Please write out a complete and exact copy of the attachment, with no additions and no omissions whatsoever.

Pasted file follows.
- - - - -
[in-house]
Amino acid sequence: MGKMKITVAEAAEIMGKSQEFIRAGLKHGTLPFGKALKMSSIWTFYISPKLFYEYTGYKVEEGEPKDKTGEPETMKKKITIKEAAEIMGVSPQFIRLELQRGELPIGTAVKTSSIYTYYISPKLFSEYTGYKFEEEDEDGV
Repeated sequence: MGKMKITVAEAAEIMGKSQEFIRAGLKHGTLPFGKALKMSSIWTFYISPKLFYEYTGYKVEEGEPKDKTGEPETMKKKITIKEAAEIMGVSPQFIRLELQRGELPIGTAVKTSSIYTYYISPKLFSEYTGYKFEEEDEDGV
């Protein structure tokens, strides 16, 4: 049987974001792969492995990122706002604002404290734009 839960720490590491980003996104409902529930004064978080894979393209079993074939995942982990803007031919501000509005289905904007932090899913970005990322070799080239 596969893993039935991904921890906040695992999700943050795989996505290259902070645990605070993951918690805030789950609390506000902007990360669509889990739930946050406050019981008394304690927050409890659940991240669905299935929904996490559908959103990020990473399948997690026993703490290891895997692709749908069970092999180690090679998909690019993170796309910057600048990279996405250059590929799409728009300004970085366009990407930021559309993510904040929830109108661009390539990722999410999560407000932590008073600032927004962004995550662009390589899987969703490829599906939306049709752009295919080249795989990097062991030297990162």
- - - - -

[in-house]
Amino acid sequence: MGKMKITVAEAAEIMGKSQEFIRAGLKHGTLPFGKALKMSSIWTFYISPKLFYEYTGYKVEEGEPKDKTGEPETMKKKITIKEAAEIMGVSPQFIRLELQRGELPIGTAVKTSSIYTYYISPKLFSEYTGYKFEEEDEDGV
Repeated sequence: MGKMKITVAEAAEIMGKSQEFIRAGLKHGTLPFGKALKMSSIWTFYISPKLFYEYTGYKVEEGEPKDKTGEPETMKKKITIKEAAEIMGVSPQFIRLELQRGELPIGTAVKTSSIYTYYISPKLFSEYTGYKFEEEDEDGV
């Protein structure tokens, strides 16, 4: 049987974001792969492995990122706002604002404290734009 839960720490590491980003996104409902529930004064978080894979393209079993074939995942982990803007031919501000509005289905904007932090899913970005990322070799080239 596969893993039935991904921890906040695992999700943050795989996505290259902070645990605070993951918690805030789950609390506000902007990360669509889990739930946050406050019981008394304690927050409890659940991240669905299935929904996490559908959103990020990473399948997690026993703490290891895997692709749908069970092999180690090679998909690019993170796309910057600048990279996405250059590929799409728009300004970085366009990407930021559309993510904040929830109108661009390539990722999410999560407000932590008073600032927004962004995550662009390589899987969703490829599906939306049709752009295919080249795989990097062991030297990162």